Students return to public school next week, with changes to curriculum and some provincial exams.

B.C. school enrolment up for second year

Some urban districts struggle with overcrowding, special funds for declining rural schools, bus service to take effect

Students are returning to class next week in most of B.C.’s public schools, with enrolment expected to be up province-wide for the second year running.

Education Minister Mike Bernier says early forecasts show about 529,000 students, an increase of 2,900 from last year. But that increase is centred on fast-growing school districts, while many rural areas continue to struggle with declining student numbers.

Among changes that parents and students will see this year is a new curriculum in place up to Grade 9, with a test year for changes in the senior grades. Bernier said the new emphasis on collaboration and communication skills does not mean a watering down of the basic skills, and is designed to improve students’ ability to work at modern jobs.

Report cards are to continue this school year, but the ministry is reviewing its system with an eye to providing more frequent updates. Parents are being consulted on the changes, Bernier said.

Foundation Skills Assessment tests in grades four and seven are also continuing after years of protests from teacher unions, but that program is also being examined for possible changes. FSA tests will be “enhanced” but not eliminated, Bernier said.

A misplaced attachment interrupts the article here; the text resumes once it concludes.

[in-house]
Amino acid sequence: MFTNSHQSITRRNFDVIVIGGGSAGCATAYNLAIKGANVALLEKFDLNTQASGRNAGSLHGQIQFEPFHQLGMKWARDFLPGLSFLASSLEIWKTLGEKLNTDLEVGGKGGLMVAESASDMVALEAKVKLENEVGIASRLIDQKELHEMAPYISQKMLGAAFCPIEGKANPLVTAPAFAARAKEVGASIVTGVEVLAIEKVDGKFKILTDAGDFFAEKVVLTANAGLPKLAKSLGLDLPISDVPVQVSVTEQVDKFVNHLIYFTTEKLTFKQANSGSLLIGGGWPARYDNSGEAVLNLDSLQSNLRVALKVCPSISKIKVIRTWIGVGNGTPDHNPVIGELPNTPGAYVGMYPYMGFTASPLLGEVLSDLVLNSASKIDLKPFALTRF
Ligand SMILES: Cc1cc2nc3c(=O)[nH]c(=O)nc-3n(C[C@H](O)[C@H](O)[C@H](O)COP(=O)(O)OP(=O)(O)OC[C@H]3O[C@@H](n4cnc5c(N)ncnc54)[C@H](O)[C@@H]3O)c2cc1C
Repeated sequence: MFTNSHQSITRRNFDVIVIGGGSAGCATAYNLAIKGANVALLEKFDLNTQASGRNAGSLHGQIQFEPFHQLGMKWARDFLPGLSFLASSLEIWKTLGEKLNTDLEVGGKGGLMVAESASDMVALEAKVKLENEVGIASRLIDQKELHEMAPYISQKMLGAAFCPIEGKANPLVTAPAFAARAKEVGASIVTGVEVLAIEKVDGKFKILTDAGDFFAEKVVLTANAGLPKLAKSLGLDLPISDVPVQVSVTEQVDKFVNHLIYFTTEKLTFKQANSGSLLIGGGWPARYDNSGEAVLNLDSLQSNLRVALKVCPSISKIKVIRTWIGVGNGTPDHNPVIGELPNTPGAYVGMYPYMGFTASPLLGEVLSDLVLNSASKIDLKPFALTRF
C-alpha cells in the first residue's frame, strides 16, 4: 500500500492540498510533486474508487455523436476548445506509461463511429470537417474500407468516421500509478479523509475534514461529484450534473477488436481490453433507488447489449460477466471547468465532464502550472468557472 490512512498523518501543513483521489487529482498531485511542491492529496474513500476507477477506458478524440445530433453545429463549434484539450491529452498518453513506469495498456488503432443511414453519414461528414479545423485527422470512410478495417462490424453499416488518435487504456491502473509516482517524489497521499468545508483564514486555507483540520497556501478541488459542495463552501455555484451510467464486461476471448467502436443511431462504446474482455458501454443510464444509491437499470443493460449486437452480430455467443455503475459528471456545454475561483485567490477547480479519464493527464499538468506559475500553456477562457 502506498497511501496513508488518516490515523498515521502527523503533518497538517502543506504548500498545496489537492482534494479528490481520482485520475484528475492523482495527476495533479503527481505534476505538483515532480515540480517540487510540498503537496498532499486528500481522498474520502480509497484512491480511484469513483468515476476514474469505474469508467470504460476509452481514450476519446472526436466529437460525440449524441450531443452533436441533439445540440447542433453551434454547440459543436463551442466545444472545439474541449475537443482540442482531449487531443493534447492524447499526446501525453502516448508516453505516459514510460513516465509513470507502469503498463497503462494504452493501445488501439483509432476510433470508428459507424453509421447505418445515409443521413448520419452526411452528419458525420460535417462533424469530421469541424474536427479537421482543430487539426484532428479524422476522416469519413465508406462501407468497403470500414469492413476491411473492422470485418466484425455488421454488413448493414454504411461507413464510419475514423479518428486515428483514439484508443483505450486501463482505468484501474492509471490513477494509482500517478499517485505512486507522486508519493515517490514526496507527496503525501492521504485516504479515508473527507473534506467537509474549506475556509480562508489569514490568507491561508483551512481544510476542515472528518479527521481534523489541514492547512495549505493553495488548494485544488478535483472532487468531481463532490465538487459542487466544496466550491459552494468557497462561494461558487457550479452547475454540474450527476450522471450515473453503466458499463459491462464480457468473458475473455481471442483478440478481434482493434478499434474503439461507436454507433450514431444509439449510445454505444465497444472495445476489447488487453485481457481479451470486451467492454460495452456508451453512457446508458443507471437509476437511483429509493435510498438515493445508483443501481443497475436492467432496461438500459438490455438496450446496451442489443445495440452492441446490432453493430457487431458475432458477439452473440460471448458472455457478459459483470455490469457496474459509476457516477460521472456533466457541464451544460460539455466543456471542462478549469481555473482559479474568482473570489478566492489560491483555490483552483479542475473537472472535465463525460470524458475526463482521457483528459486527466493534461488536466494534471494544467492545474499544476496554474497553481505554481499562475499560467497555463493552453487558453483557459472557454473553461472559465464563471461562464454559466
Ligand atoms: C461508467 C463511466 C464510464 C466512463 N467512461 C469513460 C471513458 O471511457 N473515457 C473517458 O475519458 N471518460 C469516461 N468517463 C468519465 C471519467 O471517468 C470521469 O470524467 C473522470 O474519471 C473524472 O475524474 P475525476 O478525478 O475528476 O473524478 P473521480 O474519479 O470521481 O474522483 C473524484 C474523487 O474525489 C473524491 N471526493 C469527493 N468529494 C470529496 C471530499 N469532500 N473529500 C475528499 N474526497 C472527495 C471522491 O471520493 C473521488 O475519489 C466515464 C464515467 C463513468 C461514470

Provincial exams continue for graduates in math and English, but science and social studies will now be assessed at a classroom level rather than school-wide tests, Bernier said.

The ministry provided a series of top-ups to education funding this year, for bus service and to keep selected rural schools from closing. Applications are still being taken for a transportation fund until Sept. 30, requiring districts to drop across-the-board school bus fees to qualify.

Districts may still charge transportation fees for international students or those from outside a school catchment area.

NDP leader John Horgan highlighted the crowding in Surrey school district, where 7,000 students remain in portables despite an expansion program. The NDP says the B.C. government’s claim of record per-student funding ignores a reduction of education funding as a share of the provincial economy.

“Since 2001, the B.C. Liberals have dragged public education funding in this province from the second best in Canada to the second worst,” Horgan said.

 

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